On Wednesday, August 28, 2019, the National Energy Board (NEB) became the Canada Energy Regulator (CER). For further information please visit our Implementing the Canadian Energy Regulator Act information page
Market Snapshot: The cost to install wind and solar power in Canada is projected to significantly fall over the long term
In 2017, capital costs for utility-scaleFootnote 1 wind and solar projects in Canada were C$1600/kW and C$1800/kW (in 2016 dollars), respectively. These are estimated from costs published in other studies and include costs related to materials, equipment, labor, and development costs. Individual projects could have higher or lower capital costs depending on location in the country or project size.
The National Energy Board released Canada's Energy Future 2018 (EF2018) report in October 2018, which projects Canada’s energy supply and demand out to 2040. New in EF2018 are projections of the capital costs of utility scale wind and solar projects. In EF2018’s Reference Case, wind’s capital cost declines to C$1200/kW by 2040, while solar declines to C$1100/kW. In EF2018’s Technology case, capital costs decline faster, with wind falling to C$1000/kW and solar falling to C$650/kW. Costs decline for several reasons, including improved manufacturing efficiency, economies of scale, and lower installation costs as industry learns from experience.Footnote 2 EF2018’s Technology Case simply assumes technology improves faster than the Reference Case, resulting in a larger decline by 2040.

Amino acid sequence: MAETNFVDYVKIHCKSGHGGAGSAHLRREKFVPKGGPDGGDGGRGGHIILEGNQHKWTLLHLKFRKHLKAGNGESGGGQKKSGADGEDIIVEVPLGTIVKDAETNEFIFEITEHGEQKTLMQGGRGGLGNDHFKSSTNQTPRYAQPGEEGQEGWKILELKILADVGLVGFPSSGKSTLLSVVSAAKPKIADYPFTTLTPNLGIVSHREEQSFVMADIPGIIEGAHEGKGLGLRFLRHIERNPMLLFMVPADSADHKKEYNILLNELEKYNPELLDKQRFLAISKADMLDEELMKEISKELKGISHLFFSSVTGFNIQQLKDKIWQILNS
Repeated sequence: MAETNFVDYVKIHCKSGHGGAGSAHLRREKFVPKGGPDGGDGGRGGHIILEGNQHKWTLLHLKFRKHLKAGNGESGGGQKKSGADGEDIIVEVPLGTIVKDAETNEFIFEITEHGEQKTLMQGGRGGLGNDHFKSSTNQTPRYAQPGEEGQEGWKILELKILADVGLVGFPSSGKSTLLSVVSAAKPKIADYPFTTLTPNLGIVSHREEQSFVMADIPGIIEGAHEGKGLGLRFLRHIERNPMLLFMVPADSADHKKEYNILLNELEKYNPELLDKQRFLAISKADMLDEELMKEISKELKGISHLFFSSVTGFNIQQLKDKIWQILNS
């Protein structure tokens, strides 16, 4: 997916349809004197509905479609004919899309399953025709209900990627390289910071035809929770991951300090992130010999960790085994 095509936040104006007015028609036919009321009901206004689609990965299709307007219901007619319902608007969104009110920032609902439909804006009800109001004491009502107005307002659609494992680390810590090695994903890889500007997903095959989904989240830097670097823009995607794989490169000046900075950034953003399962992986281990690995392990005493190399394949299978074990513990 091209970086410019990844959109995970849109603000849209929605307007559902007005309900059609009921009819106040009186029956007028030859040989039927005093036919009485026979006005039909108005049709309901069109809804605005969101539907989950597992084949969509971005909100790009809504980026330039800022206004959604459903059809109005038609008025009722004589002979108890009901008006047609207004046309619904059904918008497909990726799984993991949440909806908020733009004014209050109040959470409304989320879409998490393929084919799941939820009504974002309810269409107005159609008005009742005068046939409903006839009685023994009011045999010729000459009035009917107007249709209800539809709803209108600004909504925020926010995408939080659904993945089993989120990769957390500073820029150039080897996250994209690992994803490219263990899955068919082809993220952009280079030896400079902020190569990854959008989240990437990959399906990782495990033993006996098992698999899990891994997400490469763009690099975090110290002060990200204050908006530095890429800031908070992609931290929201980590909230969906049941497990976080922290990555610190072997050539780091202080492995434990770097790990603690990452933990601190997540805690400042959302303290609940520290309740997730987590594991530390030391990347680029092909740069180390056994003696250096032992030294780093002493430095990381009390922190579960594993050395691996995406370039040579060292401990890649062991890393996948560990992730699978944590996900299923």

Capital cost of wind and solar power in Canada 2017 to 2040
Source and Description
Source: Canada's Energy Future 2018
Description: This chart shows the capital cost of utility scale wind and solar projects in Canada from 2017 to 2040 under both the Reference and Technology Cases. In 2017, the capital cost for a utility scale wind and solar project in Canada was C$1600/kW and C$1800/kW, respectively. In the Reference Case, the capital cost of wind and solar declines to C$1200/kW and C$1100/kW, respectively. In the Technology case, wind falls to C$1000/kW and solar falls to C$650/kW by 2040.
Once built, power plants have operating costs, which are the costs of running projects. Because solar and wind power have no fuel costs, their operating costs are very low. This means capital costs are, by far, the most expensive part of building and running solar and wind projects. As capital costs for wind and solar continue to fall, they become increasingly competitive with fossil fuels in generating power, and will likely become greater sources of power generation in the years ahead.
- Date modified: